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Almost half (48%) of parents say they feel pressured* to pay for concerts

30th July 2024

  • Two thirds (66%) of respondents say ticket prices are unaffordable2
  • Over half of respondents (52%) with children under 18 have taken steps to keep costs down to fund attending concert/music events in the past year1

A TSB survey finds that almost half (48%) of respondents with children under 18 feel pressured to pay for kids/family members to attend concerts/music events with a third (65%) of respondents spending up to £100 for a ticket3.

Attending these events also resulted in additional costs for respondents including:

  • 42% spent up to £100 on accommodation
  • 74% spent up to £100 on food/drink
  • 72% spent up to £100 on travel
  • 53% spent up to £100 on their outfit

Two thirds (66%) of respondents with children under 18 said they think concert and entertainment events are unaffordable. But, despite these concerns about costs, TSB’s own data shows spending on concert /entertainment events has remained at similar levels since last year.

TSB’s data comes at a time as gig-goers shared their account of attending these events4:

The price disgusted me, but I couldn't say no to my child he would have hated me, so I bought them and now I'm in debt
Male, 25-34, Birmingham

I have bought tickets to see a musical for my two teens for Christmas the last two years. The cost of the tickets and having to buy a ticket for myself is astronomical, but I buy them because I want them to have something to look forward to. Now I feel like I probably have to buy tickets every year. I feel worried about going into debt
Female, 35 – 44, Scotland

I really wanted to attend a concert recently and I knew I would have to cut back on other monthly expenses in order to buy the ticket. I felt inadequate and guilty.
Female, 55+, Nottingham

Delphine Emenyonu, Head of Loans and Credit Cards at TSB said: “As this data proves, concerts can be expensive, and it’s clear that many parents feel under pressure to ensure their kids don’t miss out.  But if you can plan ahead, it’s worth thinking about all the ways that you can put money aside to pay for the big day.”

TSB sets out some tips to save for future concerts:

1: Knowing your outgoings and setting up a concert budget
Knowing your incoming and outgoings is the first place to start. Make a note of all income and expenses, and then you’ll be able to see how much money you can put aside for concerts. You can also use this opportunity to assess where you can cut back on any unnecessary outgoings.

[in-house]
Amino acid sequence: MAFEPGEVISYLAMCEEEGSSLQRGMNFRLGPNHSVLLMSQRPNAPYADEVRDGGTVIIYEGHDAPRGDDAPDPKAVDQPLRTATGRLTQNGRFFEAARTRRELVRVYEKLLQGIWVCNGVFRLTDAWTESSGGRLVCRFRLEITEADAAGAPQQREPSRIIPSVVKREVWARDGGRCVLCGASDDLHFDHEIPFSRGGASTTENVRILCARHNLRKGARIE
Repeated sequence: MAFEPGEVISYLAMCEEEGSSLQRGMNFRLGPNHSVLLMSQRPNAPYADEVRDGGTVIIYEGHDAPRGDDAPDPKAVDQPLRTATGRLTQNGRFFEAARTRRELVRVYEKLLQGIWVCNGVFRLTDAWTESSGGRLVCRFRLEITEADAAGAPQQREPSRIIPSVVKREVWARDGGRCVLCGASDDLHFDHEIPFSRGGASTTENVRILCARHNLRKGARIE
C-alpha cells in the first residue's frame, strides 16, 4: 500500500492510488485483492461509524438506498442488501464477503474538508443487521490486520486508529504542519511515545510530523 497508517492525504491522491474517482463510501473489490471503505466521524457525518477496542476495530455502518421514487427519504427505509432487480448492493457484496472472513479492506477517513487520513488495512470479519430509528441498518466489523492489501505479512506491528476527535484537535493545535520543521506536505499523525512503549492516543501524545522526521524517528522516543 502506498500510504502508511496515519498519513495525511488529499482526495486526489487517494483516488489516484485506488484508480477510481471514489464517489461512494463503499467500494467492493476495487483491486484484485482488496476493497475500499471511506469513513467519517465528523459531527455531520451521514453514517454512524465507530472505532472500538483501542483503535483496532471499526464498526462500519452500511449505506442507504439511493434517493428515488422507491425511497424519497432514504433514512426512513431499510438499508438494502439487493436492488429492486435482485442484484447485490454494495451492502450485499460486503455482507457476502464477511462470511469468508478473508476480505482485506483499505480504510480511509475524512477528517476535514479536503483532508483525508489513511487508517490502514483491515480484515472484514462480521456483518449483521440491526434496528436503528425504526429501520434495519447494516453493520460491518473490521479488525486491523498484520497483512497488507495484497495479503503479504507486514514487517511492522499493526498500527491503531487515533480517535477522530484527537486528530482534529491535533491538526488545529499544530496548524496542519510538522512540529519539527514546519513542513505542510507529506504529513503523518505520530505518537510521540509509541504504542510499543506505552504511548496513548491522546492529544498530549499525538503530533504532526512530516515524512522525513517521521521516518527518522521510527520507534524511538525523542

2: Make the most of your account
See what your bank account offers. Some banks provide high interest rates for monthly deposits. Some also provide cashback opportunities when you spend, automated solutions to help your save, for example the opportunity to round up to the pound (every time you spend, the amount is rounded up to the nearest pound and can be saved in your savings account).  You can use this to start putting money aside and you may not even notice if your bank is rounding up payments. Before long you could have enough for the next big event.

3: Set yourself a goal and keep a regular track of your savings
Many people find it easier to save if they have a particular goal – so work out what that is. With some accounts like a TSB Savings Pot, you can even name the account and include an image – to remind you to what you are saving for. Keeping a regular check on your savings goal will help ensure you’re on track to hit that goal.


- Ends -

Notes to Editors

The research was conducted by Censuswide, with 2,017 Nationally representative UK respondents (aged 16+) between 14.06.2024 – 17.06.2024. Censuswide abide by and employ members of the Market Research Society which is based on the ESOMAR principles.

* “Very pressured” and “Somewhat pressured” answers combined

2 “All “Yes” answers combined

3 “Strongly agree” and “somewhat agree” answers combined

4 “Less than £20”, “£20-£50”, “£51-£70”, and “£71-£100” answers combined

5 Verbatim comments included from respondents in the poll

TSB is also warning the public not to buy tickets from social media platforms – as the bank is currently seeing a spate of ticket fraud cases. Fraudsters capitalise on demand for popular gigs, events and festivals by listing tickets on social media sites that don’t exist.

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The information contained in this press release is intended solely for journalists and should not be used by consumers to make financial decisions. ​